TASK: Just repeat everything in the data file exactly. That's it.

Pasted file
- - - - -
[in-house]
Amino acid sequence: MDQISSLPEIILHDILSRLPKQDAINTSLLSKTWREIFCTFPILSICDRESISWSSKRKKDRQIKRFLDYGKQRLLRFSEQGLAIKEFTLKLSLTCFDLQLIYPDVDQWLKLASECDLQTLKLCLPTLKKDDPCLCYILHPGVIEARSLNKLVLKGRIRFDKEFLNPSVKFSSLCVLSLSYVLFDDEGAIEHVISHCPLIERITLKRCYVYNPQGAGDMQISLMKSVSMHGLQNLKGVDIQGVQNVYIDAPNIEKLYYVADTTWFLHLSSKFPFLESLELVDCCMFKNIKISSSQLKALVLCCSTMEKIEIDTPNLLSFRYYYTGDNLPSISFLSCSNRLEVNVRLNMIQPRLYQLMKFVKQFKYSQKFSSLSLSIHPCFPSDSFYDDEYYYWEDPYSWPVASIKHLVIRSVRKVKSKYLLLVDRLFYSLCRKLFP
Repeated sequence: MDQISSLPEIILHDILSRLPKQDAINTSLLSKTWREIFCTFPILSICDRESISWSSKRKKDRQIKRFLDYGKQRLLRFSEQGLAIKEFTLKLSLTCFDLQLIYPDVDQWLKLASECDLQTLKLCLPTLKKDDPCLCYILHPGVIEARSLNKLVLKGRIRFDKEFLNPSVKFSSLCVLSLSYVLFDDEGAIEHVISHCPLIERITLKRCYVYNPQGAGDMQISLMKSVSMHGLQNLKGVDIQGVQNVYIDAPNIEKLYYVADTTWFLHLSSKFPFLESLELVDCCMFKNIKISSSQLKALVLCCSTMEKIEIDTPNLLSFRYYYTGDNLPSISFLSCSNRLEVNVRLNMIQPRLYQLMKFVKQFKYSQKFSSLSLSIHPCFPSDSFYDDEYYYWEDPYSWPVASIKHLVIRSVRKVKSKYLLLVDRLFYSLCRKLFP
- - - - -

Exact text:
[in-house]
Amino acid sequence: MDQISSLPEIILHDILSRLPKQDAINTSLLSKTWREIFCTFPILSICDRESISWSSKRKKDRQIKRFLDYGKQRLLRFSEQGLAIKEFTLKLSLTCFDLQLIYPDVDQWLKLASECDLQTLKLCLPTLKKDDPCLCYILHPGVIEARSLNKLVLKGRIRFDKEFLNPSVKFSSLCVLSLSYVLFDDEGAIEHVISHCPLIERITLKRCYVYNPQGAGDMQISLMKSVSMHGLQNLKGVDIQGVQNVYIDAPNIEKLYYVADTTWFLHLSSKFPFLESLELVDCCMFKNIKISSSQLKALVLCCSTMEKIEIDTPNLLSFRYYYTGDNLPSISFLSCSNRLEVNVRLNMIQPRLYQLMKFVKQFKYSQKFSSLSLSIHPCFPSDSFYDDEYYYWEDPYSWPVASIKHLVIRSVRKVKSKYLLLVDRLFYSLCRKLFP
Repeated sequence: MDQISSLPEIILHDILSRLPKQDAINTSLLSKTWREIFCTFPILSICDRESISWSSKRKKDRQIKRFLDYGKQRLLRFSEQGLAIKEFTLKLSLTCFDLQLIYPDVDQWLKLASECDLQTLKLCLPTLKKDDPCLCYILHPGVIEARSLNKLVLKGRIRFDKEFLNPSVKFSSLCVLSLSYVLFDDEGAIEHVISHCPLIERITLKRCYVYNPQGAGDMQISLMKSVSMHGLQNLKGVDIQGVQNVYIDAPNIEKLYYVADTTWFLHLSSKFPFLESLELVDCCMFKNIKISSSQLKALVLCCSTMEKIEIDTPNLLSFRYYYTGDNLPSISFLSCSNRLEVNVRLNMIQPRLYQLMKFVKQFKYSQKFSSLSLSIHPCFPSDSFYDDEYYYWEDPYSWPVASIKHLVIRSVRKVKSKYLLLVDRLFYSLCRKLFP